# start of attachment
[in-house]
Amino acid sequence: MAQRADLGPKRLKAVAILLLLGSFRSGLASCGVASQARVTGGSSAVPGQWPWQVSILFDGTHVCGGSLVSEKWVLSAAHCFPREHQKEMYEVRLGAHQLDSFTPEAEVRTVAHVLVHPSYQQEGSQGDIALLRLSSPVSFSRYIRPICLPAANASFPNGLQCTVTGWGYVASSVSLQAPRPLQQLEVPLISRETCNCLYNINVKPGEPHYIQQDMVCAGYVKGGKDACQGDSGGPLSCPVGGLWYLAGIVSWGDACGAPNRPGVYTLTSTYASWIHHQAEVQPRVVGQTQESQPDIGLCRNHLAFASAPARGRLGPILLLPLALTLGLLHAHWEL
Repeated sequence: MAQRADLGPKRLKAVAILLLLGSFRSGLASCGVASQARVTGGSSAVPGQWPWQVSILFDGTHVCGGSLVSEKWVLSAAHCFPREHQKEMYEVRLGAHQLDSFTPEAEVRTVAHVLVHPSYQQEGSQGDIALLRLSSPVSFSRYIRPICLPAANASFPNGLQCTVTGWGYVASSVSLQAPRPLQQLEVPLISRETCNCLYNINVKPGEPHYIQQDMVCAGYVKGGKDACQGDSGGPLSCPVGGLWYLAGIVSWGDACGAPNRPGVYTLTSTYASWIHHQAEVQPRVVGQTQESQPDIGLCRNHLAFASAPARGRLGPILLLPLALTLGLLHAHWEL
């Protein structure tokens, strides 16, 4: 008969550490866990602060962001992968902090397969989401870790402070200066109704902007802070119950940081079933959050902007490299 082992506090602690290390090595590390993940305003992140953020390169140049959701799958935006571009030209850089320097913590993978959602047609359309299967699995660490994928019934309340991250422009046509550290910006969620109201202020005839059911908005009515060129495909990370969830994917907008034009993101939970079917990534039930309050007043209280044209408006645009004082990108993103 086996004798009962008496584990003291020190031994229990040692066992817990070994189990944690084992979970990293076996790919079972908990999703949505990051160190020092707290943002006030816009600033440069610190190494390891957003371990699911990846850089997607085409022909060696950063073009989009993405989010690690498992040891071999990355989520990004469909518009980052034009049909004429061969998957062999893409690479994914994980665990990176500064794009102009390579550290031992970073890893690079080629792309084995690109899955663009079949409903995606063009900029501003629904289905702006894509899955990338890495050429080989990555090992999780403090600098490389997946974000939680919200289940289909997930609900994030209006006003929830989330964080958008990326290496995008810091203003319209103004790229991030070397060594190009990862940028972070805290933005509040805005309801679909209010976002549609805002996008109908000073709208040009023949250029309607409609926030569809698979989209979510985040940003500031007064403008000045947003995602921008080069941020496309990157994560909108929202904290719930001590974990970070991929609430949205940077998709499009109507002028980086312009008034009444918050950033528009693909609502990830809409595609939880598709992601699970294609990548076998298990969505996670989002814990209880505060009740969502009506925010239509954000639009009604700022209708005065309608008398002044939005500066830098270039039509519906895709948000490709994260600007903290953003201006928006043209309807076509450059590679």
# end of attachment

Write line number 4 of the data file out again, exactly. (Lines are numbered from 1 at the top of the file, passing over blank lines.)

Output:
């Protein structure tokens, strides 16, 4: 008969550490866990602060962001992968902090397969989401870790402070200066109704902007802070119950940081079933959050902007490299 082992506090602690290390090595590390993940305003992140953020390169140049959701799958935006571009030209850089320097913590993978959602047609359309299967699995660490994928019934309340991250422009046509550290910006969620109201202020005839059911908005009515060129495909990370969830994917907008034009993101939970079917990534039930309050007043209280044209408006645009004082990108993103 086996004798009962008496584990003291020190031994229990040692066992817990070994189990944690084992979970990293076996790919079972908990999703949505990051160190020092707290943002006030816009600033440069610190190494390891957003371990699911990846850089997607085409022909060696950063073009989009993405989010690690498992040891071999990355989520990004469909518009980052034009049909004429061969998957062999893409690479994914994980665990990176500064794009102009390579550290031992970073890893690079080629792309084995690109899955663009079949409903995606063009900029501003629904289905702006894509899955990338890495050429080989990555090992999780403090600098490389997946974000939680919200289940289909997930609900994030209006006003929830989330964080958008990326290496995008810091203003319209103004790229991030070397060594190009990862940028972070805290933005509040805005309801679909209010976002549609805002996008109908000073709208040009023949250029309607409609926030569809698979989209979510985040940003500031007064403008000045947003995602921008080069941020496309990157994560909108929202904290719930001590974990970070991929609430949205940077998709499009109507002028980086312009008034009444918050950033528009693909609502990830809409595609939880598709992601699970294609990548076998298990969505996670989002814990209880505060009740969502009506925010239509954000639009009604700022209708005065309608008398002044939005500066830098270039039509519906895709948000490709994260600007903290953003201006928006043209309807076509450059590679």